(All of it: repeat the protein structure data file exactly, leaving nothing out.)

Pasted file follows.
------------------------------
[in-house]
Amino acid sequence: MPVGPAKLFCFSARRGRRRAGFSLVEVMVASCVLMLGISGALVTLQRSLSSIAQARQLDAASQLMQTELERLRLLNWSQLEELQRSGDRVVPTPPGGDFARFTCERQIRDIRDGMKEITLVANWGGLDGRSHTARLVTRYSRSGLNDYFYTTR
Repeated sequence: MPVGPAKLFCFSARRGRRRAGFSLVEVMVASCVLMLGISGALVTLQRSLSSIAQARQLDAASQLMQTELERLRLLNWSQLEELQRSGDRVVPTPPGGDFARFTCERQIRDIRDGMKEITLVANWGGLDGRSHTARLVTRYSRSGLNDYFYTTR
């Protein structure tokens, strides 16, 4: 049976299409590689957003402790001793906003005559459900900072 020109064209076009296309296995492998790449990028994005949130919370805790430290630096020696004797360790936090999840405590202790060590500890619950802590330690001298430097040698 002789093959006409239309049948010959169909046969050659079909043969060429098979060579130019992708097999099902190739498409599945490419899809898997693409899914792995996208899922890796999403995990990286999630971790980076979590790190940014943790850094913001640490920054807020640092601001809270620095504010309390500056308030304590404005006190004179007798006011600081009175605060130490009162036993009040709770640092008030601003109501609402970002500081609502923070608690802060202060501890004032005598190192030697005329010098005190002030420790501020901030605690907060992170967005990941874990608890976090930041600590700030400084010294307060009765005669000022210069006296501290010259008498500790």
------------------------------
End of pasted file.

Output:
[in-house]
Amino acid sequence: MPVGPAKLFCFSARRGRRRAGFSLVEVMVASCVLMLGISGALVTLQRSLSSIAQARQLDAASQLMQTELERLRLLNWSQLEELQRSGDRVVPTPPGGDFARFTCERQIRDIRDGMKEITLVANWGGLDGRSHTARLVTRYSRSGLNDYFYTTR
Repeated sequence: MPVGPAKLFCFSARRGRRRAGFSLVEVMVASCVLMLGISGALVTLQRSLSSIAQARQLDAASQLMQTELERLRLLNWSQLEELQRSGDRVVPTPPGGDFARFTCERQIRDIRDGMKEITLVANWGGLDGRSHTARLVTRYSRSGLNDYFYTTR
């Protein structure tokens, strides 16, 4: 049976299409590689957003402790001793906003005559459900900072 020109064209076009296309296995492998790449990028994005949130919370805790430290630096020696004797360790936090999840405590202790060590500890619950802590330690001298430097040698 002789093959006409239309049948010959169909046969050659079909043969060429098979060579130019992708097999099902190739498409599945490419899809898997693409899914792995996208899922890796999403995990990286999630971790980076979590790190940014943790850094913001640490920054807020640092601001809270620095504010309390500056308030304590404005006190004179007798006011600081009175605060130490009162036993009040709770640092008030601003109501609402970002500081609502923070608690802060202060501890004032005598190192030697005329010098005190002030420790501020901030605690907060992170967005990941874990608890976090930041600590700030400084010294307060009765005669000022210069006296501290010259008498500790």